It’s not that viewers don’t want a history lesson: sometimes they absolutely do. Rather, it’s that it is harder than it seems to connect yesterday and today convincingly. The past, whatever some of our historical novelists might like to believe, really is another country.

The Britain of Who Should We Let In? Ian Hislop on the First Great Immigration Row (22 June, 9pm) certainly seemed to me to be another country, its empire still intact, its class system a suffocating prison. But if we’re talking context, well, here it was; deployed quite brilliantly so as to pull the rug from beneath its viewers’ complacent feet.

I’ve seen few things on television this year more disgusting than Katie Hopkins praising a 1906 account of the so-called Yellow Peril as it manifested itself in Liverpool’s Chinese community. “It’s so contemporary,” she said, smilingly relishing the racial slurs and slanders of an Edwardian hack journalist whose accusations, later exposed by an alarmed Liverpool City Council as complete fabrications, mostly had to do with opium. No wonder that the ever-equanimous Hislop looked, just for a nanosecond, as if he might be about to throw up. I was pretty close to being sick myself.

Hislop’s tale, deftly told, began in Victorian times, when Britain maintained an open-door policy, a welcome that was born both of pride (why wouldn’t foreigners want to come to such a fabulous place?) and of moral leadership (a Times leader of 1853 spoke of “the asylum of nations”).

But then . . . ah yes, here come the politicians, as reliably opportunist as ever. I give you Sir William Evans-Gordon, the Conservative MP for Stepney, who made it his mission to point out to his constituents, and the rest of Britain, that Jews were not to be trusted; and his fellow Tory Mancherjee Bhow­nagree who, despite being Indian-born, insisted loudly to anyone who would listen that immigration ought to be controlled in Bethnal Green North-East, his own seat, as well as everywhere else.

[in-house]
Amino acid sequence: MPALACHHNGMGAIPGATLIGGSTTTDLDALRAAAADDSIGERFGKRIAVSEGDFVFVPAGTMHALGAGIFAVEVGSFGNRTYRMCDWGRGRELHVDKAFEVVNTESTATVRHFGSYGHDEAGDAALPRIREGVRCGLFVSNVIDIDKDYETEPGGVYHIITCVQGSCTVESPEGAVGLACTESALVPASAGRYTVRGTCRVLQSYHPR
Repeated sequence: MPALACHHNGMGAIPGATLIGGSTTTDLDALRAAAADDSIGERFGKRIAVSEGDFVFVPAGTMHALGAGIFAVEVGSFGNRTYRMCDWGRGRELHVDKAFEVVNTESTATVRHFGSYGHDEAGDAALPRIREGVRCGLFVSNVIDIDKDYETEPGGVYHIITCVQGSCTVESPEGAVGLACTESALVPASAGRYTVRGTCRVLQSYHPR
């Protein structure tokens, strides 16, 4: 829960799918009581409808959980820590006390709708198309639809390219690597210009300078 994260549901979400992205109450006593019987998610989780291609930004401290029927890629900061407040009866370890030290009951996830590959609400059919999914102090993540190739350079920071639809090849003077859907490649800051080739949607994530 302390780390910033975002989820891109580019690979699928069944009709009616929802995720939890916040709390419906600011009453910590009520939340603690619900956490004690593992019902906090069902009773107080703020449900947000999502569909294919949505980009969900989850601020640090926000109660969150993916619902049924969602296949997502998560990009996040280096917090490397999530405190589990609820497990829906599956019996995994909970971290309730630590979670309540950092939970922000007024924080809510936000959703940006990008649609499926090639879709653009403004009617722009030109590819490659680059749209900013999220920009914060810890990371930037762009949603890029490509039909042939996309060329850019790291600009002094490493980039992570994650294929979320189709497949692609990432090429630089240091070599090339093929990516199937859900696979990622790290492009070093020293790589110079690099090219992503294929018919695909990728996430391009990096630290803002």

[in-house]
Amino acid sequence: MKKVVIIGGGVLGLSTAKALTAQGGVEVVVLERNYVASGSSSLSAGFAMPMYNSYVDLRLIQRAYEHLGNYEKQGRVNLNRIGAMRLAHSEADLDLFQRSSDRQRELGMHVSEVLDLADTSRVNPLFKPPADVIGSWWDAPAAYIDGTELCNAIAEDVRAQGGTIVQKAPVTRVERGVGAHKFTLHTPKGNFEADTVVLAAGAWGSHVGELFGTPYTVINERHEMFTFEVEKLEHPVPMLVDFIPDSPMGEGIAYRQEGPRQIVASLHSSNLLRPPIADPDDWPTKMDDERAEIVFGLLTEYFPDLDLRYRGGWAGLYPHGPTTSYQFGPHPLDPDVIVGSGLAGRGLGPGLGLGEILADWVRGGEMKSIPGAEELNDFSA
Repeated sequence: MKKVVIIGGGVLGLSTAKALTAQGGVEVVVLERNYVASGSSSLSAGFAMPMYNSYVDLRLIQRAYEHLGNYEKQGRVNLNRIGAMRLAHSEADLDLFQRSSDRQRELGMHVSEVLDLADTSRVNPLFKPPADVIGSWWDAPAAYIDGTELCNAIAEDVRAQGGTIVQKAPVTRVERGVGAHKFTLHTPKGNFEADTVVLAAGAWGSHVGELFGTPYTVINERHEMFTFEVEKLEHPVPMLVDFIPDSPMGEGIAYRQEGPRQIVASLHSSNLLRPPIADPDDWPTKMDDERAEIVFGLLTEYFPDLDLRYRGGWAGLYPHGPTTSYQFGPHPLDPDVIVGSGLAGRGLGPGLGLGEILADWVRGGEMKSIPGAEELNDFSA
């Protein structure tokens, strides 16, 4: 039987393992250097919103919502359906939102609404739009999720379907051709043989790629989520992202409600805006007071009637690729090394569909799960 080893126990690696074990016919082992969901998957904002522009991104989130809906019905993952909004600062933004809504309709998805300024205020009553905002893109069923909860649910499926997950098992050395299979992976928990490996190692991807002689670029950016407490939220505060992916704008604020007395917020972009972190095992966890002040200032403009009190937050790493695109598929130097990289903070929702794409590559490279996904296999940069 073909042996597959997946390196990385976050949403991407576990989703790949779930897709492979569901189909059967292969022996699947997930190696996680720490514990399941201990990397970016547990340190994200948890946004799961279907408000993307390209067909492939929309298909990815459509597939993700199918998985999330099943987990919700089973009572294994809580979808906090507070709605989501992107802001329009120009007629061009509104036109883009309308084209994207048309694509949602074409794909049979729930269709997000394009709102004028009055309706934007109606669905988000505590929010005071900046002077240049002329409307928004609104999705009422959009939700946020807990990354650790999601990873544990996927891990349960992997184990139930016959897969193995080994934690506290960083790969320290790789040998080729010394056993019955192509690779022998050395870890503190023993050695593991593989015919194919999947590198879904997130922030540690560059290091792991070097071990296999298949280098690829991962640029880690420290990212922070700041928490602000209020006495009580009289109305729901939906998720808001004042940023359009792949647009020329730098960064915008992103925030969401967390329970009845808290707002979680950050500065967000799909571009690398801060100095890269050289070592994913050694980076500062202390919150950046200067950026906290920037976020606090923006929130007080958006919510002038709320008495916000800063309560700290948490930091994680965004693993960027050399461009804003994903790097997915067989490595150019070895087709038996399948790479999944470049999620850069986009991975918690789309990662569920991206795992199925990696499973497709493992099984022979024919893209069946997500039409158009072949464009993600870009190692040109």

Hislop drew a clear line from the resentment whipped up by this pair in the early 1900s to the attitudes of politicians on both sides in the 21st century (“It’s not racist to impose limits on immigration,” as a flyer distributed by one of his interviewees, Sayeeda Warsi, once put it). Yet he also reminded us that it doesn’t have to be this way. In 1914, after the outbreak of the First World War, Britain warmly received a quarter of a million Belgian refugees.

Yes, a few of their hosts eventually began to grumble about their house guests: “garlic, blah, won’t even open a window, blah”. But in the main, the arrangement worked perfectly well until the end of the war, when, incidentally, most of these Belgians returned home to feast on their stinky food in peace.

As Hislop put it in a final, rather daring speech to camera, perhaps we should treat the arguments about immigration the same way we seem to regard immigrants themselves: with extreme scepticism and not a little ruthlessness.

The Keepers is a Netflix documentary series about the brutal murder of a Catholic nun, Sister Catherine Cesnik, in 1969. It’s a mystery, an attempt to discover who killed this beloved Baltimore Catholic high-school teacher. Leading the investigation are our unlikely heroines Gemma Hoskins and Abbie Fitzgerald Schaub, former students of Sister Cathy’s who have become, late in life, a pair of Nancy Drews. It is also, like Making a Murderer before it, a damning indictment of a certain kind of white, male power.

But what makes it special – akin to a richly imagined novel – is the way it portrays a particular society at a particular time. How unnerving it is to see grainy photographs of smiling young women with backcombed hair and groovy jeans, and to know that while others were thinking of sex and drugs and rock’n’roll, their world continued to be ruled by priests and rosary beards. If I had a Kitemark, this one, haunting and highly addictive, would be stamped with it, pronto.

Rachel Cooke trained as a reporter on The Sunday Times. She is now a writer at The Observer. In the 2006 British Press Awards, she was named Interviewer of the Year.

This article first appeared in the 22 June 2017 issue of the New Statesman, The zombie PM